Walinski heard someone call her a crazy bitch. She made a note of the voice; once the shooting was over there was going to be a different set of fireworks.
More fire came from the fleeing terror stricken civilians. Hostile shooters were moving with the crowds, using them as cover, killing several gate guards.
“Chief,” screamed the rude lieutenant. “Can you see anything from your position?”
“I can’t see squat so leave me alone. I’m trying to concentrate.” Walinski ran to a nearby vehicle. Rounds whizzed by her. She was being targeted specifically and it did nothing but make her angrier.
She slid between two soldiers that were also searching for the shooters. Walinski was impressed with their restraint. It would have been easy to fire into the crowd but the men kept their wits about them. “You boys see anything?”
“Nothing,” answered one. “Crowd’s beginning to thin out. Maybe we’ll get ‘em once everyone’s scampered off.”
Out of nowhere a rocket’s whoosh filled the air and a nearby vehicle erupted into angry flame and noise. “Son of a bitch!” shouted Walinski and the second soldier. “Jinx,” she said, looking past the wreckage. Another vehicle rapidly approached. She wanted to scream at the occupants to get to cover. She knew they’d never be able to hear her.
The shouting from outside the fence was dwindling. People were making themselves scarce and Walinski took a chance on peering over the Hummvee’s hood. A shot rang out, the round ricocheted inches from her. The shooter had wasted a crucial second in acquiring her as his or her target. “Found one,” she announced proudly. “Three hundred yards, eleven o’clock in the tree line. I’m going to run back to the guard shack. Hopefully I can draw their fire again. Cover nine to two o’clock in case they go for a new firing position!”
Walinski ran to the shack as fast as she could, praying that the men would be able to deal with her hunter. She concentrated on her objective, ignoring the sounds of gunfire.
“Hostile down,” yelled one of the soldiers. “We got the shooter, Chief!”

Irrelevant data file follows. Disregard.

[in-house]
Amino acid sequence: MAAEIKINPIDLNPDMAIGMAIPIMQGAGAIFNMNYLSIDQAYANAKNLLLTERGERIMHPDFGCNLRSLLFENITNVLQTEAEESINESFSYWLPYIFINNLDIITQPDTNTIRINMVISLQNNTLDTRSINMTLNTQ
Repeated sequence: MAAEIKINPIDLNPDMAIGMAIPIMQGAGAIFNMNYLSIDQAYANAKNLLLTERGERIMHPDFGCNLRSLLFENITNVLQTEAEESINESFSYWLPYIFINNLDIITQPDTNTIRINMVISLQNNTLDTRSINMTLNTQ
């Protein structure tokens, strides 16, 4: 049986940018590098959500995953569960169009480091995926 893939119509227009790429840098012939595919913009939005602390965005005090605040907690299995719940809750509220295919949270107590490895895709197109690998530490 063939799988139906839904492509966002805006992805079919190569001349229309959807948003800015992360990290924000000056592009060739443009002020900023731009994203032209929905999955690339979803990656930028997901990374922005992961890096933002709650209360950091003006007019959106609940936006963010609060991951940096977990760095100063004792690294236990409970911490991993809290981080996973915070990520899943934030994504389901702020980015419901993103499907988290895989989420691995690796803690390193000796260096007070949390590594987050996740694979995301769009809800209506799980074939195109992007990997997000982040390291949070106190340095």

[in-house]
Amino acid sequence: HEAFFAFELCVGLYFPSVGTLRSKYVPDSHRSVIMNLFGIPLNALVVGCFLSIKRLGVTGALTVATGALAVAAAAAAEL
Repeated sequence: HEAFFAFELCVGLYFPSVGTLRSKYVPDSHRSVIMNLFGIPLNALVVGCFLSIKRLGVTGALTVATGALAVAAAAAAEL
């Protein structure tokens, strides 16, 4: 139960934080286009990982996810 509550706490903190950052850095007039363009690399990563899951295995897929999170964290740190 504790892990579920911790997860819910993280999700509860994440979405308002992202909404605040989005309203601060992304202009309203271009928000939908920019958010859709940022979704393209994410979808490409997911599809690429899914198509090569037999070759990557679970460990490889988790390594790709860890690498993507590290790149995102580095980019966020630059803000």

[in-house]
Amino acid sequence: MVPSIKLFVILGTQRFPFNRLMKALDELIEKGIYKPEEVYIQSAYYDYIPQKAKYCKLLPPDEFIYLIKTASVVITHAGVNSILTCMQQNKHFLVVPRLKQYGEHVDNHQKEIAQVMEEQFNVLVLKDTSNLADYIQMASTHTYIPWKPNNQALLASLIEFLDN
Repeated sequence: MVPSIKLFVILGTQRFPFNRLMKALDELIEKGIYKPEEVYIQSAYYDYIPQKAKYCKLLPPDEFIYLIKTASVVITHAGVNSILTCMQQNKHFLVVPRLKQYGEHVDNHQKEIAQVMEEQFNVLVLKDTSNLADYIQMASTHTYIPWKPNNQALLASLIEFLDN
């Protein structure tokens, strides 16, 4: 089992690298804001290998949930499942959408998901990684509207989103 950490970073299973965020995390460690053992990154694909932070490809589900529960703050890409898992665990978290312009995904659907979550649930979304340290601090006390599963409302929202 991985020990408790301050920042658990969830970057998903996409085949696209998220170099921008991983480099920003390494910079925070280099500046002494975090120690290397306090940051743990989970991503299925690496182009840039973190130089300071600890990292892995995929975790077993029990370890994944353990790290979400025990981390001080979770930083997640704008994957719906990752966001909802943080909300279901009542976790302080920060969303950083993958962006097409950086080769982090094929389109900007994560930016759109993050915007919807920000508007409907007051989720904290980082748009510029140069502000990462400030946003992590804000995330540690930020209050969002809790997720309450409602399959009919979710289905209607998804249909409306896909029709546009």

Walinski slammed into the wall hard enough to knock most of her already ragged breath from her lungs. She gave a thumb up to the men at the moment a rocket slammed into their cover vehicle. Another Hummvee arrived in time for the flaming wreckage to slam into it. For an instant she was sure she’d seen Demarti’s face inside.
The weapons fire directed at the gate guards intensified. Walinski returned her attention to the gate. Thirty or so lycans retreated for the meager tree line under covering fire. The surviving guards returned fire, killing a few of the running werewolves.
The incoming gunfire abruptly stopped and everything turned quiet. Walinski looked over to the burning Hummvee, hoping that someone, anyone survived.
Nothing moved from within the stricken vehicle. The smell of burning hair and meat turned her stomach. She took in how horrible the battle had been and how stomach churning everything smelled. She cast her eyes to a nearby building, uncomprehending the sight of Demarti giving first aid to a bloody, battered Kunpai.
“No,” she stammered, climbing to her feet. “No, no, no. Not like this. Not now.”
She sprinted toward them. Soldiers passed by her to secure the gate. Her mind didn’t register the calls from other gates requesting support. She paid attention to nothing other than her friends. “Dear God, not Omi. Please, no. I’m sorry, Omi.”
She muttered her protests and supplications to God as she walked dead footed to her friends. In her mind, Dolly wailed in rage-filled screams as Clarice wept.